It’s never a good feeling when you have to take your car in for recall work. That feeling’s even worse if you spent quite a bit of money on a luxury car that’s recalled. Admittedly, some premium car recalls are fairly limited, as one Bentley Flying Spur owner can attest. The latest Porsche and Audi recall, though, affects quite a few cars and SUVs. And to make matters more awkward, it’s a recall to address an earlier recall.
Audi and Porsche issue a second suspension-related recall because the first one wasn’t done properly
Now, recall-related ‘whoopsies’ aren’t unheard-of in the automotive world. For example, Subaru is currently facing a class-action lawsuit regarding some alleged BRZ engine recall problems. Luckily, this new Porsche and Audi recall sequel isn’t quite as potentially catastrophic. Nevertheless, it’s still a recall repair.
In mid-2021, Porsche and Audi issued recalls for several passenger cars and SUVs over possible suspension flaws. The brands received several field-incident reports that featured steering wheels suddenly losing alignment or vehicles pulling to one side. It turns out that a large batch of Porsche and Audi models’ rear-axle trailing arms were assembled with flawed lock nuts. Under repeated stress, the nuts broke, which screwed up the rear axle alignment and raised the risk of crashing. Thankfully, there were no reports of crashes or fatalities, Consumer Reports says.
To address the issue, Porsche and Audi installed new, stronger lock nuts on roughly 42,500 vehicles. Job done, right? Well, not quite.
Because the recall involved adjusting the suspension, Porsche and Audi’s technicians had to give the affected cars wheel alignments. But while that’s standard practice even for non-recall work, the recall instructions didn’t specify it, CR explains. So, some technicians performed an alignment, and others didn’t. And a misaligned axle can lead to uneven tire wear, a pulsing and pulling steering wheel, and potentially a crash.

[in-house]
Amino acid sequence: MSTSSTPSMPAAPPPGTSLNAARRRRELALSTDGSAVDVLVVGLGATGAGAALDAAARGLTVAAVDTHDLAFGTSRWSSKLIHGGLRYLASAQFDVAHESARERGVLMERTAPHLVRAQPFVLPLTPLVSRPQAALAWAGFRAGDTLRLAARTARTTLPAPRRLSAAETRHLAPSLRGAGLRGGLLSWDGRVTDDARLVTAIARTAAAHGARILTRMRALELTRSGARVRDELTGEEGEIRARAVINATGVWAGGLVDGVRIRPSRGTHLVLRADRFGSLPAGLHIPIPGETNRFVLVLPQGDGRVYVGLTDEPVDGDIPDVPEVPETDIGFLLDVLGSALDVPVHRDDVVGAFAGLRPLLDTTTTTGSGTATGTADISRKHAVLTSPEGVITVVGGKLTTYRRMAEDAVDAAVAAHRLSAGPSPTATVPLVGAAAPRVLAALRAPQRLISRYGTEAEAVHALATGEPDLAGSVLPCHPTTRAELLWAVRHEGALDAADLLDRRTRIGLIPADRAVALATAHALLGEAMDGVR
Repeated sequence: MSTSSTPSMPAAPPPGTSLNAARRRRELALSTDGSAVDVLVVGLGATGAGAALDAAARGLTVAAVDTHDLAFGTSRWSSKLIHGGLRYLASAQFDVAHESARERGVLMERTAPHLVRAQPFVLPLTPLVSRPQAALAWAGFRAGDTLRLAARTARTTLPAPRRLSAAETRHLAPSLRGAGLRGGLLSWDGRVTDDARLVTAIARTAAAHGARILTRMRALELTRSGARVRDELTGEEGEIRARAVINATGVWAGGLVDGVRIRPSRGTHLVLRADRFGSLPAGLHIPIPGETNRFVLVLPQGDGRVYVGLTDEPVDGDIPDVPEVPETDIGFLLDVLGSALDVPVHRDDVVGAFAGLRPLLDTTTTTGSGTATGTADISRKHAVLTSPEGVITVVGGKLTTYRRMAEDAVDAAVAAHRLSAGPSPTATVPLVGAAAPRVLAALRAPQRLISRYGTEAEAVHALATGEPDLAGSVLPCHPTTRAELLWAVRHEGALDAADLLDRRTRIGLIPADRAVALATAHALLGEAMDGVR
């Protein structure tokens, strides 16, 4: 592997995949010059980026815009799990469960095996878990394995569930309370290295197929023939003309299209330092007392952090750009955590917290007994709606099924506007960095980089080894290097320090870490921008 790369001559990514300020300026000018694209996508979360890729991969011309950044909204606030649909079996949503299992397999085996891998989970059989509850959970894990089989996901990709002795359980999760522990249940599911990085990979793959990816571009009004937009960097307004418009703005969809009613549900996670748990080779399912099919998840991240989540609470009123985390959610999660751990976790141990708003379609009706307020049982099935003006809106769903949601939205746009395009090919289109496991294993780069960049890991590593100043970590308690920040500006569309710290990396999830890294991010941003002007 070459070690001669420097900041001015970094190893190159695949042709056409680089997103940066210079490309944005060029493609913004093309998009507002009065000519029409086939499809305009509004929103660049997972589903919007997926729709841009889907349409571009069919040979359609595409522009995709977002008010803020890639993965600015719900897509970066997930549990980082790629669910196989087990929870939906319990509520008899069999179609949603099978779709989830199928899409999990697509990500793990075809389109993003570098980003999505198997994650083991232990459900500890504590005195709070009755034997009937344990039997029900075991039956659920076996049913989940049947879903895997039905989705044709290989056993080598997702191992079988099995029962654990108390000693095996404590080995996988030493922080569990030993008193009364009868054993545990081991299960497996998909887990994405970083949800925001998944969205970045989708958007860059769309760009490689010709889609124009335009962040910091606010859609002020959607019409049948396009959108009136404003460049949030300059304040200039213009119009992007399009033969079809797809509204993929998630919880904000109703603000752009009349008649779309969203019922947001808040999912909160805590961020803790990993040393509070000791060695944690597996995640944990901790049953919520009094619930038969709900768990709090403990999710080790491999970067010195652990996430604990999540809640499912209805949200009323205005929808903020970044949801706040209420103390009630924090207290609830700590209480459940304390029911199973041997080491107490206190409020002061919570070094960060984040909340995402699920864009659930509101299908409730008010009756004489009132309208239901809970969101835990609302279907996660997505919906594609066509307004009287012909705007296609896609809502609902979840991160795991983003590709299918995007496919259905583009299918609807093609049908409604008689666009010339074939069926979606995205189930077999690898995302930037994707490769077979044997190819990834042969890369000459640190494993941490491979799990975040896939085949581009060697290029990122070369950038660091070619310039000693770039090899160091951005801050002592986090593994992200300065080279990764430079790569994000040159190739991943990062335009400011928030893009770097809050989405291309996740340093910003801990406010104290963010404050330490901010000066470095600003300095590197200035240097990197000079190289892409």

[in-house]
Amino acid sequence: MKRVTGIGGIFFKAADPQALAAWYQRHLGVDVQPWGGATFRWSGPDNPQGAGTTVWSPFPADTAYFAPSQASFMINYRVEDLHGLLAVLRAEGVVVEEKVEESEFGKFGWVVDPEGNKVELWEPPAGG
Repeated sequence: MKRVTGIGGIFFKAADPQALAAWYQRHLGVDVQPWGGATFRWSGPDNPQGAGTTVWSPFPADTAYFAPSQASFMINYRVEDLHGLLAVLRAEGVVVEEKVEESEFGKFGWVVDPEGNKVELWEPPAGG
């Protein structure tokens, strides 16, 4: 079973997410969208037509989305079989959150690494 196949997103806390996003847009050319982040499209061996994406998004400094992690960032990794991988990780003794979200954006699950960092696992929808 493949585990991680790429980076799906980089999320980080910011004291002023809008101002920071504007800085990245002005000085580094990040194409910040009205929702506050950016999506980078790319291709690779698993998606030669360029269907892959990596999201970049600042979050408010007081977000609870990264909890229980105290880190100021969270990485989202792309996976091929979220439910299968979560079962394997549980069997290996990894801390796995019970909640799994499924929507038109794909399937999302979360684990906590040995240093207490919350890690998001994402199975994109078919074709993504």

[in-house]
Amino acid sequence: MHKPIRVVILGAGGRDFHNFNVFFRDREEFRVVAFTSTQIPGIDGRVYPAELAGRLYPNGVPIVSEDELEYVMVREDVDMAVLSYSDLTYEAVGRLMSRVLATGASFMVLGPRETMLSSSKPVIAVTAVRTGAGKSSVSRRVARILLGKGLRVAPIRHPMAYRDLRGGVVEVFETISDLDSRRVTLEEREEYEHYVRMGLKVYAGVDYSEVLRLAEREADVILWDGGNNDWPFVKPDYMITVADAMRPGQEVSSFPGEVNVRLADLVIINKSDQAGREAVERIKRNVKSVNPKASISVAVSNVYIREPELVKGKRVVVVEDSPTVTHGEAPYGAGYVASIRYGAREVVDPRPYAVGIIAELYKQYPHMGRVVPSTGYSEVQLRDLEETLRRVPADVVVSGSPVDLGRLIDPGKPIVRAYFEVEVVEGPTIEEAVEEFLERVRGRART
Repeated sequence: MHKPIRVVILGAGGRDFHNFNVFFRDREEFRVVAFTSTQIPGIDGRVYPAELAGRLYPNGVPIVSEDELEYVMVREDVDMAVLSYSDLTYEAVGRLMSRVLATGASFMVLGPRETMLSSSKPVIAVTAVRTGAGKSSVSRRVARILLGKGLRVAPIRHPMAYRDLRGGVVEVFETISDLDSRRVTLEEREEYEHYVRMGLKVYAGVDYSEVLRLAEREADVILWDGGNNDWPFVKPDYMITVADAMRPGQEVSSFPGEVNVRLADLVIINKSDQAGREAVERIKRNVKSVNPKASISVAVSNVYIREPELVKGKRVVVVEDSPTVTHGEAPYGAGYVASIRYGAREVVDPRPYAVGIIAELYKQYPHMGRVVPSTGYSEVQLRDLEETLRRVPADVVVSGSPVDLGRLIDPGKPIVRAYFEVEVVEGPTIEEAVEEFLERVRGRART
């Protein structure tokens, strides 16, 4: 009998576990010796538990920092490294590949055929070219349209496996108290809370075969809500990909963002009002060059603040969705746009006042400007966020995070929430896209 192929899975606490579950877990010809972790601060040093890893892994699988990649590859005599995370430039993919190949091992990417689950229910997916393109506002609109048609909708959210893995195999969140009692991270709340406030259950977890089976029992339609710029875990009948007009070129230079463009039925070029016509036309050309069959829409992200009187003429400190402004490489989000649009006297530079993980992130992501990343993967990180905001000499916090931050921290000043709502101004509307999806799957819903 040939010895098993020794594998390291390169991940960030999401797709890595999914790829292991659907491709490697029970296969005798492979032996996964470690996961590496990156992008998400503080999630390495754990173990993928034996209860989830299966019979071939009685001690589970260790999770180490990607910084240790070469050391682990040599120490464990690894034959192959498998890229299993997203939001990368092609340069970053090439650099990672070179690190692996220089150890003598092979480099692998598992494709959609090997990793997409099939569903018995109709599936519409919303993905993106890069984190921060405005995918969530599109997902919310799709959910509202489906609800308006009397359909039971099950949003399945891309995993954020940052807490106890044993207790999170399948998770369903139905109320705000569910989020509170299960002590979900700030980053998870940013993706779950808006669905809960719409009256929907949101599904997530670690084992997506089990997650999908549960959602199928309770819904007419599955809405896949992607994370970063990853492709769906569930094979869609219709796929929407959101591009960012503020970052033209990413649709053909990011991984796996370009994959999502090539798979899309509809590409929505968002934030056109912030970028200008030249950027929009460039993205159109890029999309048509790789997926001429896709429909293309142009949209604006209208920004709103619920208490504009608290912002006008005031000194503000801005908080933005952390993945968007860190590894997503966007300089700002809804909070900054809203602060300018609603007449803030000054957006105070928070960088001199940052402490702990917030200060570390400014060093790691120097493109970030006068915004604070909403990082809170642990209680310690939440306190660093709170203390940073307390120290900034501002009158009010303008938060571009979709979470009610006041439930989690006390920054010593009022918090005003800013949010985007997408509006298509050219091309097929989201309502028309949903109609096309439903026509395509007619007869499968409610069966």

Thus, the second Porsche and Audi recall.
Which Audi and Porsche vehicles are affected by this new recall?
The first suspension recall involved a host of Audi vehicles as well as the Porsche Macan and Cayenne. As of this writing, the Macan appears to be excluded from this recall re-do. Also, not all the 42,500-and-change vehicles in the first recall are part of the second one. But that still leaves, according to the NHTSA reports, 31,058 affected Audis and 1,241 afflicted Cayennes.
On the Porsche side, the recall only affects 2021-2022 Cayennes. Audi, on the other hand, has a wider array of cars and SUVs to wade through. This array includes the following models:
- 2020-2021 A4 Allroad and Sedan
- 2019-2021 A5 Sportback
- 2020-2021 A5 Coupe and Cabriolet
- 2020-2021 A6 Allroad and Sedan
- 2020-2021 A7
- 2020-2021 A8
- 2020-2021 Q5
- 2021 Q5 Sportback
- 2021 Q7
- 2021 Q8
- 2019-2021 RS5 Sportback
- 2021 RS6 Avant
- 2021 RS7
- 2021 RS Q8
- 2019-2021 S5 Sportback
- 2020-2021 S5 Coupe and Cabriolet
- 2020-2021 S6 Sedan
- 2020-2021 S7
- 2020-2021 S8
- 2020-2021 SQ5
- 2021 SQ5 Sportback
- 2021 SQ7
- 2021 SQ8
A fix is coming soon, but try not to drive an affected car in the meantime
If you’re unsure whether your Porsche or Audi is part of this new recall, you can enter the VIN on the NHTSA’s website. Both brands will also send out recall notices in the mail shortly.
As for the repair, it’s essentially a proper wheel alignment. But while the recall work isn’t extensive per se, as always, take or tow your car to your local Porsche or Audi dealer. Don’t try to perform the recall work yourself. It’s technically possible to drive a car with a misaligned rear axle, but it’s not recommended or safe. So, unless you absolutely must, park your car and have it towed.
On that note, if you’ve already repaired your Audi or Porsche due to the misalignment, the companies will reimburse you. The technicians will also inspect and replace any prematurely worn tires free of charge.
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